Any patient noting changes in visual acuity, visual field, colour vision, or physical changes to the eye should be assessed as soon as possible [Consensus].

 

  1. Screening intervals in high-risk patients

Patients at higher risk of visual impairment (e.g., those with diabetes, cataract, macular degeneration, or glaucoma [and glaucoma suspects], and patients with a family history of these conditions) should be assessed more frequently and thoroughly.

  • Age > 40 years: at least every 3 years [Consensus]
  • Age > 50 years: at least every 2 years [Consensus]
  • Age > 60 years: at least annually [Consensus]

The Prescription (RX)

This would mean that opticians may use their judgement and the prescription should meet the requirements noted in the guideline for standard 6.1.

Procedures for Dispensing or Re-fitting of all Eyeglasses

This means that when dispensing eyeglasses, the optician must be a registered member in good standing and should, using best practices, routinely do the following:

  1. Evaluate every optical prescription and advise patient of suitability of lenses and frames with the knowledge of occupational needs, hobbies and cosmetics;
  2. Evaluate every optical prescription and advise patient of suitability of lenses and frames with knowledge of optics and geometric physics applied to the product purchased;
  3. Advise patient of the consequences of changes in their prescription with regard to expectation for new eyewear purchased;
  4. Analyze changes in prescription with regards to medical complications indicated;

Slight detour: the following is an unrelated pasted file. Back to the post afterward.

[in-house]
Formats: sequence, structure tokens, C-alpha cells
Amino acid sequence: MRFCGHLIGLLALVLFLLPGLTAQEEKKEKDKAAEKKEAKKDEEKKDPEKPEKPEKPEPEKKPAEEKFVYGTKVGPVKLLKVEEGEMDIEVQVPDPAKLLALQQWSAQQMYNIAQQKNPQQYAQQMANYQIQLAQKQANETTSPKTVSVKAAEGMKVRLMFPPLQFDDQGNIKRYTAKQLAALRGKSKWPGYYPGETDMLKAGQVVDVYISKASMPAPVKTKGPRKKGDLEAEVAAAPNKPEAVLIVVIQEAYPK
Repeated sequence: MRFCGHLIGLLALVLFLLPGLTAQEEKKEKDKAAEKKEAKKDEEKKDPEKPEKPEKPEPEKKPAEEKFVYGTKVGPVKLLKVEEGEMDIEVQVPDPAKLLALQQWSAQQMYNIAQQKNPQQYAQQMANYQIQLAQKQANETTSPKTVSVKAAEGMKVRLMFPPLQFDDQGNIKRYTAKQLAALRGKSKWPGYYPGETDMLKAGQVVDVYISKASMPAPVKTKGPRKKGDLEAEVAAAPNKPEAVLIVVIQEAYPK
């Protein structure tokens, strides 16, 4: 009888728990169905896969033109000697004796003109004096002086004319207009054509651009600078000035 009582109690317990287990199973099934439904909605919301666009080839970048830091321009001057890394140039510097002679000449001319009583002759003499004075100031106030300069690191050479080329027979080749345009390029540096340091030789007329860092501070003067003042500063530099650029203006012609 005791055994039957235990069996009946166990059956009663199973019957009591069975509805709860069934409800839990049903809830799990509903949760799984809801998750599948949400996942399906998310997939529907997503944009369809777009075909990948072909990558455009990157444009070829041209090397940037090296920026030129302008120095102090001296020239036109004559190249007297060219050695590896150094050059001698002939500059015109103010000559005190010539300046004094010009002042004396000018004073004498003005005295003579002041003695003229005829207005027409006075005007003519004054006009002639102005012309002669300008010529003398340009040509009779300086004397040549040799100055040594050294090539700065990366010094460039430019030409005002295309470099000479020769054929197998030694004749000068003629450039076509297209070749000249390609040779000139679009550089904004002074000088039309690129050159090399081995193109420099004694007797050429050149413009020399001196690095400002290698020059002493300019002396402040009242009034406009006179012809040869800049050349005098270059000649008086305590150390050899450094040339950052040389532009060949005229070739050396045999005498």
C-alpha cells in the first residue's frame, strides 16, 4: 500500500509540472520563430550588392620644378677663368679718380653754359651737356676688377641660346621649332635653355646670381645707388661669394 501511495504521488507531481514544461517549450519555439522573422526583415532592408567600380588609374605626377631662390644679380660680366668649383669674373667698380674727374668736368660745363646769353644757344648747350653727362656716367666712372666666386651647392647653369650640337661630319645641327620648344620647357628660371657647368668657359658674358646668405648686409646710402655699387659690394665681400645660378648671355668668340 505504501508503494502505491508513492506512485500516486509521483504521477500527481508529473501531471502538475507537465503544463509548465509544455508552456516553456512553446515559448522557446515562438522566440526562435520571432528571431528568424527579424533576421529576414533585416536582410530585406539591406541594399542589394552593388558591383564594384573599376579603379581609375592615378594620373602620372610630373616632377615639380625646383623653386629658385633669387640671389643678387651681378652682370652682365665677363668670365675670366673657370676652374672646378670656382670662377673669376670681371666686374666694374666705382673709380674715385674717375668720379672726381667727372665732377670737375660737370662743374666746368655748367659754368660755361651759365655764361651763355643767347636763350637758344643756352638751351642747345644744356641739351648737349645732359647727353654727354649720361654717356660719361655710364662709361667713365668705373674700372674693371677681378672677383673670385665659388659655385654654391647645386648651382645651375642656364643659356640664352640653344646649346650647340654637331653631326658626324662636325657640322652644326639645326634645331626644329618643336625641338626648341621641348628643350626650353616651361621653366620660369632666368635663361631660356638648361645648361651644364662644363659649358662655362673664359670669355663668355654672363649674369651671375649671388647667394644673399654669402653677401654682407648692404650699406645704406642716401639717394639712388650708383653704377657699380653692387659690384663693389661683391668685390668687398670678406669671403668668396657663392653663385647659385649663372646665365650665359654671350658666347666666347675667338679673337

5. Endeavour to meet the patients’ needs and expectations with regard to safety, aesthetics and price;
  6. Take all required and other appropriate measurements related to eyeglasses and note them accordingly on the patients record as per Standard 4
  7. Provide training and information as needed on use, care, and follow up of optical devices
  8. Provide follow up care including adjustment and advice to make wear easier and maintenance more effective;
  9. Be able to recall or locate applicable information in detail on their patients’ eyeglasses
  10. Recognize anomalies in prescription and wearing success and to refer the patient to a medical practitioner, if required;
  11. Evaluate every pair of eyeglasses to verify the accuracy of the completed product to ensure they are as ordered and within tolerance (ANSI)
  12. In the case of safety eyewear, adhere to appropriate safety standards.
  13. Ensure that the practice environment has appropriate tools and equipment as per Standard 3 of this document